Brambles and Paramount Pallet: What Can It Mean?

The Brambles acquisition of Canada’s Paramount Pallet is big news for pallet pooling in Canada. As a $13 million buy it is loose change to the pooling giant, but extremely significant here, and raises some interesting questions and possibilities surrounding the combined enterprise.

Is there basis for an anti-trust argument?  As a Canadian Pallet Council member and its only national pallet services supplier, there will be questions about it reporting to CHEP Canada, which in essence, is the competition to CPC. I can only guess that CPC has already received legal counsel, but you tell me if there is a basis. If one assumes there are 200 million-plus pallets in service in Canada, then even by combining CHEP and CPC we are talking about a relatively small  market share, albeit a much larger presence in specific industries.  Bottom line, can the new Paramount Pallet upwardly influence market pricing for CPC pallet and white pallet services any more than it could before?  There is no reason to suggest that it could.

Is the acquisition a threat to CPC, or a potential benefit? The easy money says it is a huge threat, but I would argue for the latter. For several years, CPC has stated that CHEP rental rates are lower in Canada than elsewhere because of the presence of CPC as an option. Does CHEP Canada being in control of Superior Pallet diminish that level of competition or enhance it? Arguably, through the marriage of Paramount with the resources of  CHEP such as Lean Logistics and quality assurance systems, Paramount may be able to provide better service to CPC members and raise the bar for all service providers. Is it in CHEP’s best interest to do that? Absolutely. It helps diversify their Canadian play into segments of FMCP where CPC remains strongest, such as beverage, most notably liquor and wine distribution as well as Coca Cola, in addition to frozen foods and SME.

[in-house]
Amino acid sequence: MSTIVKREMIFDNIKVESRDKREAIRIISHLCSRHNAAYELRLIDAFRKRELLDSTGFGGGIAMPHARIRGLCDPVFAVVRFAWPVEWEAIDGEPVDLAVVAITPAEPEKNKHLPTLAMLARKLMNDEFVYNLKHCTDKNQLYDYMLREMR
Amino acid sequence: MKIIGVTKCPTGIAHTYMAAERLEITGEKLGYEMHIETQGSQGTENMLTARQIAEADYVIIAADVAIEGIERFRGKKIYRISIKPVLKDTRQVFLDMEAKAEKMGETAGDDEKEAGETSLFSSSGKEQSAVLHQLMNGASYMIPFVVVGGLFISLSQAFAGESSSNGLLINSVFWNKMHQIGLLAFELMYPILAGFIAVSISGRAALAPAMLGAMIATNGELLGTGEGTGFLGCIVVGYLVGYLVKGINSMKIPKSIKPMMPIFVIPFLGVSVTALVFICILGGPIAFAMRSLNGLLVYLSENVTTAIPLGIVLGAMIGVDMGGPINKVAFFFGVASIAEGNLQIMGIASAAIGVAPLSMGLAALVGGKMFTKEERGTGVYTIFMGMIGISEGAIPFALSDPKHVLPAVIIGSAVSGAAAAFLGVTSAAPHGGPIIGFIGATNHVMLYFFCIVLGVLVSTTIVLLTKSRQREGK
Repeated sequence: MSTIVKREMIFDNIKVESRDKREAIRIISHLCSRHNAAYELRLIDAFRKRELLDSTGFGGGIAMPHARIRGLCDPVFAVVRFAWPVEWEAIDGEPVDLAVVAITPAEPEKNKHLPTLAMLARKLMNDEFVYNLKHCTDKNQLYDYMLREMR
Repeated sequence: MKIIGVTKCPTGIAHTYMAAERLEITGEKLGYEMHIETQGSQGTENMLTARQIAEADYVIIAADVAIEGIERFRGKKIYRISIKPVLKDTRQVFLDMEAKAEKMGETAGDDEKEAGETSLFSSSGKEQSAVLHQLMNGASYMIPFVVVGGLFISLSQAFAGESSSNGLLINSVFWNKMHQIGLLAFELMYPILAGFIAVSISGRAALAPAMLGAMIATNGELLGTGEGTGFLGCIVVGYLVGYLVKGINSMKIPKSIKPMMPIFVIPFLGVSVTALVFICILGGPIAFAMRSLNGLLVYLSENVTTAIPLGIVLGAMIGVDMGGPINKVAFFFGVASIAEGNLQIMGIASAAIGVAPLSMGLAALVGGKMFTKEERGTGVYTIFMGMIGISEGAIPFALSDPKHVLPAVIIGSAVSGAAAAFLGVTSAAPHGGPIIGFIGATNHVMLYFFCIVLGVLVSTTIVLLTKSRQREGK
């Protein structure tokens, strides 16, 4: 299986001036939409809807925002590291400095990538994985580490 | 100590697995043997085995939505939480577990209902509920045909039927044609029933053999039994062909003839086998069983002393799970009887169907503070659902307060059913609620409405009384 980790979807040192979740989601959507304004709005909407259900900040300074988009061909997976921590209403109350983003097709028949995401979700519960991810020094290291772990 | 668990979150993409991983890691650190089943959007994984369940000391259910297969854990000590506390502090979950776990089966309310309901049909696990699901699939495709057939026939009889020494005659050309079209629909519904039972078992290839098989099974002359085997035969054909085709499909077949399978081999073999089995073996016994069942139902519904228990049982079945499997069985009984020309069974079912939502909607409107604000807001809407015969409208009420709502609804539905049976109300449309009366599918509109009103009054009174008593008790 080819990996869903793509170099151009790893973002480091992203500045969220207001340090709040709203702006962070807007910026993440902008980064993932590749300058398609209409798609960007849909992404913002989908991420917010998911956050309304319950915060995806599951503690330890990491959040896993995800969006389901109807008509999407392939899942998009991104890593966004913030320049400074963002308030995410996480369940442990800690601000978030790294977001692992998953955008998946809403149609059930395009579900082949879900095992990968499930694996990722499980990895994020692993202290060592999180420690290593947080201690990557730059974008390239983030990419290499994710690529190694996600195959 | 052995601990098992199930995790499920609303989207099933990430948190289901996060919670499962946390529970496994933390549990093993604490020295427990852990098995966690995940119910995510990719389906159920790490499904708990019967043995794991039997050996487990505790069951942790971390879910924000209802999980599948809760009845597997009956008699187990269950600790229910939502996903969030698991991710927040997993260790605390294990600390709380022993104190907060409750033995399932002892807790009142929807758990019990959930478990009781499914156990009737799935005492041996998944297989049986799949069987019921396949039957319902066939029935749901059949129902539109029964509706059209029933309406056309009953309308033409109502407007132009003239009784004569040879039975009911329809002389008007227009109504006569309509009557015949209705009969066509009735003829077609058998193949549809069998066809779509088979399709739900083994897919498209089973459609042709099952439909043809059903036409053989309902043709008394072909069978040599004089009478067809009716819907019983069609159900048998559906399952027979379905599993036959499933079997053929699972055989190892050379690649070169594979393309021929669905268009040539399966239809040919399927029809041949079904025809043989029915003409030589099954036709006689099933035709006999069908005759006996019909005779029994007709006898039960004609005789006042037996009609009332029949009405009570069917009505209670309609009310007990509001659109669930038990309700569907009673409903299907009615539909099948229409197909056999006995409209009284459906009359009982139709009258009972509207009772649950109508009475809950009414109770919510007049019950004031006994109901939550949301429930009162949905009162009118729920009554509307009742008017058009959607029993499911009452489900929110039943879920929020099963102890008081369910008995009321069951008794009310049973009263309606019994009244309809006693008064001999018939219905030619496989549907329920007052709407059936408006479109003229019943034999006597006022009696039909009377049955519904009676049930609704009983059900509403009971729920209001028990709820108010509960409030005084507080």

Other opportunities? Paramount has the typical white wood pallet services one would expect, and additionally is an active service provider to the Canadian beer industry, which still runs its own sizable block pallet pool. It also provides other services such as tier sheet sorting for rigid packaging manufacturers.

How does it shape up for CHEP’s 3rd party repair depot network? Will it put more pressure on them to compete with IFCO facilities in the face of losing the business, or will it offer them additional opportunities in terms of non-CHEP pallet business? If the name of the game for Brambles is to grow its business, then it should logically be the latter. Otherwise it is just shuffling the deck at a cost of $13 million. But then we’ve seen a lot of deck shuffling in the pooling sector before, so nothing would surprise me.

What do you think? Should CPC be rolling out a blue welcome mat in Cobourg? Post your comments below or give me a call.

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